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Luis Gil’s gutsy performance has other Yankees raving


If not for Luis Gil’s first inning Monday, the Yankees might not have required the heavy lifting necessary to pull out a 6-5, 10-inning victory over the Twins at Yankee Stadium.

Then again, if not for their rookie right-hander’s next five innings, this team might be staggering into Baltimore not only in a continued funk but also with a fried bullpen.

It marked that sort of day for Gil, who put his teammates in a 4-0 hole before they so much as came to bat and wound up sticking around for six innings and allowing just one more run, giving the home team an opportunity to mount a comeback and sparing the relief corps from an excessive workload even with the game going into overtime.

“He’s got something different about him, I don’t know. I can’t tell what it is,” said Aaron Judge, whose eighth-inning, three-run homer off Minnesota closer Alex Colome kept Gil from suffering his first big-league loss. “I know he’s got great stuff, but he’s just got this chip on his shoulder. He’s got a little bit of attitude. He knows he’s the man out there on the field.

“When you’re playing behind a guy like that, that’s who you want to play behind.”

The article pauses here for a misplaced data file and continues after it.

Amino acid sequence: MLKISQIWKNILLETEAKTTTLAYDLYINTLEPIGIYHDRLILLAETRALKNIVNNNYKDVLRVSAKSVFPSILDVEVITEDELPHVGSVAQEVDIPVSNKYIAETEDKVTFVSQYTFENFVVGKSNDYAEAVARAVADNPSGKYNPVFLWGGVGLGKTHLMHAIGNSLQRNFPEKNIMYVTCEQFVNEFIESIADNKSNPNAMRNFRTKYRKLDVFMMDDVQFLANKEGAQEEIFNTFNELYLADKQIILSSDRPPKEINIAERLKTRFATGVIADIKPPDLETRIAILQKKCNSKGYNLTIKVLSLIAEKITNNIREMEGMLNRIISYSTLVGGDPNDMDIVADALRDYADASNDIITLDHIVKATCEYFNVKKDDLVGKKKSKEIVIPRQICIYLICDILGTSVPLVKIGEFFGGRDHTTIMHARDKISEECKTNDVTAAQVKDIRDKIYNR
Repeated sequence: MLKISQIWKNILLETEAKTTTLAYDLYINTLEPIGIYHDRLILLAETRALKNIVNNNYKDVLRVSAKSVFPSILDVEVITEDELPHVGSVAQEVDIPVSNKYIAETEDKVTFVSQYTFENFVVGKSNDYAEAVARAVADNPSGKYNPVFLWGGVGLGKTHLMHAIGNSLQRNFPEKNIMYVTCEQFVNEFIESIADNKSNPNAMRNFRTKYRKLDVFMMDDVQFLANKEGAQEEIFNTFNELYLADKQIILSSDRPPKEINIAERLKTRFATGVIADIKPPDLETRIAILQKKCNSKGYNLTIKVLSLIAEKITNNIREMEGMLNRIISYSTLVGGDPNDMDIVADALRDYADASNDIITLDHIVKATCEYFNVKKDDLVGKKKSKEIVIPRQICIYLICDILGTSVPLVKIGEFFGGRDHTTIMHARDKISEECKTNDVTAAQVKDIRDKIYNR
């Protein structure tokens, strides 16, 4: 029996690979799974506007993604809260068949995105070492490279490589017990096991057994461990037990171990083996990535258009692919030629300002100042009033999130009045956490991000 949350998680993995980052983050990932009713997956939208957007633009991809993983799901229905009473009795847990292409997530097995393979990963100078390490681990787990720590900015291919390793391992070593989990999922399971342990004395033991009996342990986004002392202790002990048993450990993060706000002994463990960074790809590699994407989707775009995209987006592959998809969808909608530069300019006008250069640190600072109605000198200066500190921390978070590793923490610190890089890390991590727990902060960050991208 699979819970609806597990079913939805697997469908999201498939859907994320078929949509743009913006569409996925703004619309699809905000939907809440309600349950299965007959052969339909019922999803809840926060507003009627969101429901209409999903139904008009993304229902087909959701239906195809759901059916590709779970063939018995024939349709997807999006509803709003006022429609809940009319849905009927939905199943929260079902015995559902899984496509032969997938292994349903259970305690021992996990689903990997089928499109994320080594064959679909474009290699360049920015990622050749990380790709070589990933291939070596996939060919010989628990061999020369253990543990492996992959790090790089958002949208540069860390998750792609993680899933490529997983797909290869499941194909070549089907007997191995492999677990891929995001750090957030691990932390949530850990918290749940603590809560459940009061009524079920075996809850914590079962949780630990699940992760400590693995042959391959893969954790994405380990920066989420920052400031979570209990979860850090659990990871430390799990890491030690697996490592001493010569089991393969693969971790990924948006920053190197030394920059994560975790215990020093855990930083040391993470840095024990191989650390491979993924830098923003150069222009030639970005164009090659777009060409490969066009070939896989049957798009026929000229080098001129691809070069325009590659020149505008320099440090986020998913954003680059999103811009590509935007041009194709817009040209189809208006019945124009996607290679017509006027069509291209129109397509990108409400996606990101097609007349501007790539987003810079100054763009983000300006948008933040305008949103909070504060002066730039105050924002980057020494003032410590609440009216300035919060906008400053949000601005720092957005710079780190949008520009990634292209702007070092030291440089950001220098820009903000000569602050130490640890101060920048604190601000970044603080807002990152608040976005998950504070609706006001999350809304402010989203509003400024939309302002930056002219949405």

“You find yourself in a hole, but at the same time, you want to give the team length,” Gil said through an interpreter. “The best you can do is focus pitch by pitch. Thank God, I was able to get through six.”

Luis Gil
Robert Sabo

Gil entered his fifth major league start with a sparkling 1.42 ERA and that quickly shot up like Peloton stock in 2020 as he gave up a pair of two-run homers, first to Jorge Polanco and then Miguel Sano, in the first inning. With the Yankees working on a quick turnaround after Sunday night’s marathon, 7-6 loss to the Mets at Citi Field, it sure looked like this could be a long, dispiriting, damaging day for the Yankees and their fading playoff hopes.

Instead, even as a flock of Twins pitchers kept the Yankees’ offense quiet early, Gil did the same to the Minnesota lineup.

“I kept working on my mechanics [leading up to this start], polishing the mechanics, in a way that if I needed to make a quick adjustment, that it could be subtle to get back into the strike zone. I think I was able today to do that very well. At the same time, I was able to mix my pitches much better after that first inning.”

Byron Buxton led off the third inning with a solo blast to put Gil and the Yankees in a 5-0 bind, and then no more runs came for the visitors all day. Gil escaped a first-and-second, one-out jam in the sixth to close out his day, and Andrew Heaney (1 ²/₃ innings) Albert Abreu (a third of an inning), Aroldis Chapman (one inning) and the winner Clay Holmes (one inning) took care of the rest.

“Credit to Luis,” Aaron Boone said. “Obviously giving up four runs there, a couple homers, to be able to go through six innings, not be fazed by it, to continue to compete allowed us to do something special late. Just a great job by him.”


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